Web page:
In the very end the reason for all of this interaction between different parts of this social-spiritual biosphere we're in is this: grow up, and make more -- or it might be appropriate to say this: "Be fruitful, and multiply." I'm taking that phrase way out of context, but think about it! Jesus compared our spiritual lives so many times to something agricultural, in one specific instance, seeds. Not only He, but David the king, made mention of someone following the paths of righteousness being "like a tree planted by the rivers of water, which brings forth his fruit in his season." So what is this "fruit," and how do we bring it forth?

NEXT: "FRUITFUL"

Growth in the Spirit -- Prologue by Michael Nichols

A few days ago, I was out with a friend of mine. We have been friends since elementary school, and even though he moved away by the time my middle school years were upon me, somehow, we kept in touch. We really reconnected about a year or so ago, when he moved back to Kentucky for a while.

We caught up. Not much about this guy had changed, but he is a different sort of dude. I suppose I expected more change than I saw, but my expectations are of no consequence. Everyone progresses at a different rate. Sometimes, it is more difficult for some to grow in their life.

One way that I noticed his growth was in a spiritual sense. It wasn't something that I noticed his expressing interest before then, not that the subject of angels, heaven, and the typical, hadn't come up in the past. After all, we were in elementary school back then. But this time, things were a bit different. He had struggled with life issues that made him think a little bit more about the deeper side of things. It was great to see this, especially given how much of a revolution God raised up within me during our time of separation.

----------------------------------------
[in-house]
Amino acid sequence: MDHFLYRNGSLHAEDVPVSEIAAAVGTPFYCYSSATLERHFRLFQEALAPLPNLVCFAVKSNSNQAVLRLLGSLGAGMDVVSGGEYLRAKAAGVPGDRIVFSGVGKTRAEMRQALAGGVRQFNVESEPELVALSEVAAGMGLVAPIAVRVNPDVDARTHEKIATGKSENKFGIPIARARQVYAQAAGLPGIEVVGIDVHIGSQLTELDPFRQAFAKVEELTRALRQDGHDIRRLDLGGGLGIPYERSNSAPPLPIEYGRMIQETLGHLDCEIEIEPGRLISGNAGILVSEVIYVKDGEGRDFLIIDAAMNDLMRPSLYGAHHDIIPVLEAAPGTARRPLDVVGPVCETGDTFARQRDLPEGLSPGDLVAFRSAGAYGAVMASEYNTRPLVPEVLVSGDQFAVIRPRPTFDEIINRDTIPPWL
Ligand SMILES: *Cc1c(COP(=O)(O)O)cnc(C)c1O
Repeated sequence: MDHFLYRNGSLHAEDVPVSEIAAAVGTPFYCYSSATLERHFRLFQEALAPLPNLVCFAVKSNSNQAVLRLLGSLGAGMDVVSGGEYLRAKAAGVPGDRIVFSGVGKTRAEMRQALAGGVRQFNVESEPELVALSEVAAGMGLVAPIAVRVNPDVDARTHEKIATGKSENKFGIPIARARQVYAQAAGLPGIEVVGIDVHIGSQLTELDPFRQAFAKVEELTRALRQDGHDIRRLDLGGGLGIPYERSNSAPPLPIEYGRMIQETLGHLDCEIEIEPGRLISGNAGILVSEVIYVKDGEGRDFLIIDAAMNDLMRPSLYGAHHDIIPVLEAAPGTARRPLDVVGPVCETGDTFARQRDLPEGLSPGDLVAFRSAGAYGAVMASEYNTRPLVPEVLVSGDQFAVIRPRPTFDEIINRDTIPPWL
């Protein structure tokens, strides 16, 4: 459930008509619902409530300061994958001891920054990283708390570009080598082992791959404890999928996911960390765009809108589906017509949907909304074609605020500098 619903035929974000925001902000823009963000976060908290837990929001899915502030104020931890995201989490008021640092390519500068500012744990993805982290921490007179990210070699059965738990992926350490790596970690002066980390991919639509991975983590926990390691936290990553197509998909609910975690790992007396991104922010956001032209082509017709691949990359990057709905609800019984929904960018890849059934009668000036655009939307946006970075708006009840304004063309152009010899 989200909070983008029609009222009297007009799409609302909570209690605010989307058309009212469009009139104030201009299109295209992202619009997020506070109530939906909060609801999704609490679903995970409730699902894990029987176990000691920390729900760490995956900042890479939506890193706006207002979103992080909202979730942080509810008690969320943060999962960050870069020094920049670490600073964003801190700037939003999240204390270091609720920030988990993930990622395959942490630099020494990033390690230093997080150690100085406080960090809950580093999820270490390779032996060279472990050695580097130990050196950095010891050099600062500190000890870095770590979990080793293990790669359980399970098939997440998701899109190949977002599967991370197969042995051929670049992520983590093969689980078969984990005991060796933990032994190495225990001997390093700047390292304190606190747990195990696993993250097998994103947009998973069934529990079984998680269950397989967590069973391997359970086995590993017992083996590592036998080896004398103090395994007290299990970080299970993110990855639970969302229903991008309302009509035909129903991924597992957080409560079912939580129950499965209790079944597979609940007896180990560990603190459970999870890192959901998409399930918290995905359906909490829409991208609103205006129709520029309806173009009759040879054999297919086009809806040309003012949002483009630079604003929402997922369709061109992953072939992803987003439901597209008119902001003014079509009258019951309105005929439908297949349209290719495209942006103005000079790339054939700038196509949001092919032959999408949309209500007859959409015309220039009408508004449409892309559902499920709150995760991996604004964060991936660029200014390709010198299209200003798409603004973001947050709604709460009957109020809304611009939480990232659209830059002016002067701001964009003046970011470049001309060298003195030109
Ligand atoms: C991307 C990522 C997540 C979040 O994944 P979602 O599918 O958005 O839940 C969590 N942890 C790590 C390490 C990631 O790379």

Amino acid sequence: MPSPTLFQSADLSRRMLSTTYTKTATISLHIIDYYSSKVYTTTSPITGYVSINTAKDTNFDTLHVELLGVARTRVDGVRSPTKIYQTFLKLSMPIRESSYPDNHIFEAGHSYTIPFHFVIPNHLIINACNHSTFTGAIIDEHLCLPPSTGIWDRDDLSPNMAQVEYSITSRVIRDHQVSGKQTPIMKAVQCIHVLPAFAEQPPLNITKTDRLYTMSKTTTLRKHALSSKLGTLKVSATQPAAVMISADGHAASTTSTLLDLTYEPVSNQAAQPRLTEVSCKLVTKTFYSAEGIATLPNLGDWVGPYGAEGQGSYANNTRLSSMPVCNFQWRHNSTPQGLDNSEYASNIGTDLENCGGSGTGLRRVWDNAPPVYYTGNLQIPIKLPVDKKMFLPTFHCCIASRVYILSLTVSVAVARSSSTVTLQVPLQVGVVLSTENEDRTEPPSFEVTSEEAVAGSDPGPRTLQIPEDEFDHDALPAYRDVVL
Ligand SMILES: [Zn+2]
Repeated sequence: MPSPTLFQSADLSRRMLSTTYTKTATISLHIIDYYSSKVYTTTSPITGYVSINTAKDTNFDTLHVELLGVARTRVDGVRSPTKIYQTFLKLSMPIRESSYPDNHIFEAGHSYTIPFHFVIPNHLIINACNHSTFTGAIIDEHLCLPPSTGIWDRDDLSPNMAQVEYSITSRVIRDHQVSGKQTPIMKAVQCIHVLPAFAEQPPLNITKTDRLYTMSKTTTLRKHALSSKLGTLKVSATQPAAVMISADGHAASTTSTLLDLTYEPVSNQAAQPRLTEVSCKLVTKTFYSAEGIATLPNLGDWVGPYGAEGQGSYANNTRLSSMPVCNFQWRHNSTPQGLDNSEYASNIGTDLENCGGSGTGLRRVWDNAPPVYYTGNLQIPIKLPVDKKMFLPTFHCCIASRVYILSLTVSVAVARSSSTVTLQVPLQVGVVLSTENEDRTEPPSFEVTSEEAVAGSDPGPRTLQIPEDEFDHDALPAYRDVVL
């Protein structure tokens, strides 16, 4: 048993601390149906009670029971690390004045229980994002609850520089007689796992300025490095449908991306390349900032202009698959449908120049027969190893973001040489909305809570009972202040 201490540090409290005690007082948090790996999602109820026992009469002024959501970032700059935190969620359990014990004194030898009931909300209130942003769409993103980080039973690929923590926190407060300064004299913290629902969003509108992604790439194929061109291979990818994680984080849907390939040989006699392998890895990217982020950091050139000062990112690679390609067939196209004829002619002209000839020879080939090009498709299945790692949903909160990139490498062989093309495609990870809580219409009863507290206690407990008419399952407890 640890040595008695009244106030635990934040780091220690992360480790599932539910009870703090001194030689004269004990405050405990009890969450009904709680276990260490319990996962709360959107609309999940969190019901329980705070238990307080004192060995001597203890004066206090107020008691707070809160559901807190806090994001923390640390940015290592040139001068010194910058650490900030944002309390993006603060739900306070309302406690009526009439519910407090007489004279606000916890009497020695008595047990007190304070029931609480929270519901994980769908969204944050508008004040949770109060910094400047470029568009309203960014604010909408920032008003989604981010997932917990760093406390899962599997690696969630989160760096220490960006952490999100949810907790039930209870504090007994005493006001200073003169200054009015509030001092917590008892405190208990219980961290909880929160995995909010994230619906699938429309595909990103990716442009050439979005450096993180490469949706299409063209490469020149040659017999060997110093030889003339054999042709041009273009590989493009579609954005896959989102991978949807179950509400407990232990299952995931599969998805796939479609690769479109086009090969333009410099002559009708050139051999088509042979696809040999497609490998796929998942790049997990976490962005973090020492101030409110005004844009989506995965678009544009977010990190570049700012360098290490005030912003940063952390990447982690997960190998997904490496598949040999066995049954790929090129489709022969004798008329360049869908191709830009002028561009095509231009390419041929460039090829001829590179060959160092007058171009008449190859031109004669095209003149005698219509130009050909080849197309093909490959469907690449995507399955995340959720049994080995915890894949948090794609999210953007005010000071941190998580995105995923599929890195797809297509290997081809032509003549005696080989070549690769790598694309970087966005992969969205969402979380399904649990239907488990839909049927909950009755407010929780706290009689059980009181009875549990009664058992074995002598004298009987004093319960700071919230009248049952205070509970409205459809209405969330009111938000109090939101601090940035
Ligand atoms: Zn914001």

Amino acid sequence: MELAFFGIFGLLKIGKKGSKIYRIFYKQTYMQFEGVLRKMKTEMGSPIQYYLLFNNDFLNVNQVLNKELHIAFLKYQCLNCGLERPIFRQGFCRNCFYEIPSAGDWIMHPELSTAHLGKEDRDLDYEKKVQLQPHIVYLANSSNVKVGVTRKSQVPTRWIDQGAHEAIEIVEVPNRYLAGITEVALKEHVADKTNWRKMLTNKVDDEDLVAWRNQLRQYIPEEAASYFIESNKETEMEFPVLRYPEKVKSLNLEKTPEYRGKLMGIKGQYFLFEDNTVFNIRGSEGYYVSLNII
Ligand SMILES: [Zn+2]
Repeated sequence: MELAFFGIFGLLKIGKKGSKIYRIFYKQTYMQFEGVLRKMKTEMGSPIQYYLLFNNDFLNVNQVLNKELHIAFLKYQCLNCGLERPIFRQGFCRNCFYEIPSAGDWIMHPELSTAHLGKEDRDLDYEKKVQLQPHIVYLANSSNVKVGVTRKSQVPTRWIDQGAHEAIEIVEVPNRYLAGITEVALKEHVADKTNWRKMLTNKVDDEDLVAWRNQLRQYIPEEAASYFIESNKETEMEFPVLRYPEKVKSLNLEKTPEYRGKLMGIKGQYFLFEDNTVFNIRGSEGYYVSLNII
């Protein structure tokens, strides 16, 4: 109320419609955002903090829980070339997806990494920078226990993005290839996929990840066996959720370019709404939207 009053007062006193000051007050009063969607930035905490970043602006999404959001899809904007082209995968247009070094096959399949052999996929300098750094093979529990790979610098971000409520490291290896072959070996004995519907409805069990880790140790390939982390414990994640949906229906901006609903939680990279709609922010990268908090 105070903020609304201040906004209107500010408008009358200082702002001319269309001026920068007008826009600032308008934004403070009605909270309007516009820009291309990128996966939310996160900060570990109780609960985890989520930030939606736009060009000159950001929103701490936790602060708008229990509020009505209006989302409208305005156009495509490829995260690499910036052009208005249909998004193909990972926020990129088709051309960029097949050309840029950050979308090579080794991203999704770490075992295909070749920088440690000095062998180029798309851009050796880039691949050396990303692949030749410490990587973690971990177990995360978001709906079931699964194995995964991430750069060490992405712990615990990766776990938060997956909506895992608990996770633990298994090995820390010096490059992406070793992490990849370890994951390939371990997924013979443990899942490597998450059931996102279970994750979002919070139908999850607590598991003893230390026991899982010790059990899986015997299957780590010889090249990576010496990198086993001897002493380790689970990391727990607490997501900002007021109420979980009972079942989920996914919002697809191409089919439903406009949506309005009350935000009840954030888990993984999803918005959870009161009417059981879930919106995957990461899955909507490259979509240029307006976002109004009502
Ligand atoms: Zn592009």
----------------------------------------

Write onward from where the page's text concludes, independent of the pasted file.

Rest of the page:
Anyways, back to the story from a few days ago -- somehow, the subject of his faith journey had come up in conversation. Within this conversation, he mentioned how much he enjoyed camping, and how relaxing it is. There is something about nature that is, well, naturally stimulating yet simultaneously calming, and in a way much different from how we do it within our busy twenty-first centuries lifestyles.

This has prompted me to remember that the writers of the Bible often used agriculture as a way of expressing the growth of an individual. David, in fact, kicked off the fake-book of the Bible (the Psalms, that is -- a music book, not a fraudulent one, in case anyone isn't familiar with the terminology,) with a comparison of "the righteous" to "a tree planted by the rivers of water, which brings for its fruit in its season" (Psalm 1.) In this way, like when we go camping, David takes us right back into the wild, into the way the world was built before we layered things atop it. Does he detail the internal functions of a tree? Psht, no! but by showing how the tree drinks up the water, causing it to flourish and "be fruitful," he definitely gets his point across.

Is this far from the truth? Hardly! I think it's dead on. I'll talk about this more this week -- nothing formal, but just a few thoughts about how we can see this lived out.